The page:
Is it just me, or did anybody else get 'Han slutar inte' after 'Han kyssar mig'? :D
Gå i mål = to finish, as in a race or metaphorically for finishing something.
And which of these (or other) verbs would you use to refer to "finish" in the sexual sense of the word?
"Sluta" means "to quit", "to end" etc. It's closer to "stop" than to "finish". If you want to finish something, you say "avsluta". It's inflected as "sluta" just with "av" in front of it.
Why is "he can't stop" wrong? It isn't past tense or anything. It literally reads, "He is stopping not" right? Doesn't imply we know his motives or thoughts.
There's no very compelling reason to add can here when translating. He can't stop would likely be Han kan inte sluta in Swedish.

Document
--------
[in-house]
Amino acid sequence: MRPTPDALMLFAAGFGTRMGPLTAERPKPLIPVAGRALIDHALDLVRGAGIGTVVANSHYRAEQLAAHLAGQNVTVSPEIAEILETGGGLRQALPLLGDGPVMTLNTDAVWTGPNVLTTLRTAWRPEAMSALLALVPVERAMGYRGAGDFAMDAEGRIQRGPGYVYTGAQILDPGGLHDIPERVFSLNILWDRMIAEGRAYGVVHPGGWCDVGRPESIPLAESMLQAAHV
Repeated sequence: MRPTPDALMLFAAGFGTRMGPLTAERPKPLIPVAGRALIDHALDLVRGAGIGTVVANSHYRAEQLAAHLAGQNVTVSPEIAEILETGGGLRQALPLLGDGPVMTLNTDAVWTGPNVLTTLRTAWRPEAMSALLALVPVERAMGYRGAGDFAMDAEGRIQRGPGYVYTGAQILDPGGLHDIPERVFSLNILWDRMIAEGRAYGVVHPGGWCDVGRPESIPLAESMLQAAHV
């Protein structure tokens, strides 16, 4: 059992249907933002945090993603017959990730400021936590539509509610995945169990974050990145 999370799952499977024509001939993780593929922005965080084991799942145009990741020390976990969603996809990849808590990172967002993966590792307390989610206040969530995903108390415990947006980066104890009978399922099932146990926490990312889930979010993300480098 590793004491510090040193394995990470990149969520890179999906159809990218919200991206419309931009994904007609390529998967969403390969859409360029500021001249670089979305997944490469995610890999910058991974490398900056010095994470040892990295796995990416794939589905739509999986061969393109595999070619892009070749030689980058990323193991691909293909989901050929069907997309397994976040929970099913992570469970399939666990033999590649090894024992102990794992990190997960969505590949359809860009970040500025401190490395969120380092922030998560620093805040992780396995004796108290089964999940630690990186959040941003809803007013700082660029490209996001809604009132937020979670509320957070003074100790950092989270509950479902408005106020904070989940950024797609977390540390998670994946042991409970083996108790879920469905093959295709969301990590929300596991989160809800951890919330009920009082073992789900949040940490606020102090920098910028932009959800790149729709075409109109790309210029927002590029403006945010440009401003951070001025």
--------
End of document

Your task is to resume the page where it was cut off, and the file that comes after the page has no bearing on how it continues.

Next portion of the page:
Does this mean he doesn’t stop doing something, or is he driving/walking/running and he doesn’t stop moving? Or could it be both?
Is there a separate way to say "he's non-stop?" Or would it be better to stick with "he doesn't stop"
I may be mistaken, but I don't think you can use the word "non-stop" to describe a person. Something they're doing maybe, but not the person itself.
sluta is the infinitive and slutar is the present tense. In English, it's harder to see the difference because the infinitive is usually the same as the present – for everyone except 'he' and 'she'.
If you look at these sentences:
He wants to quit - here '(to) quit' is an infinitive
He quits and I quit – here 'quit' and 'quits' are in the present tense.
So if you stick to the third person, it's easier to see the difference in English. After do/does, you have the infinitive, which is why you don't say "He does not stops" here. But in Swedish, we don't use the 'do' construction, instead we just have the present tense, Han slutar = 'He stops'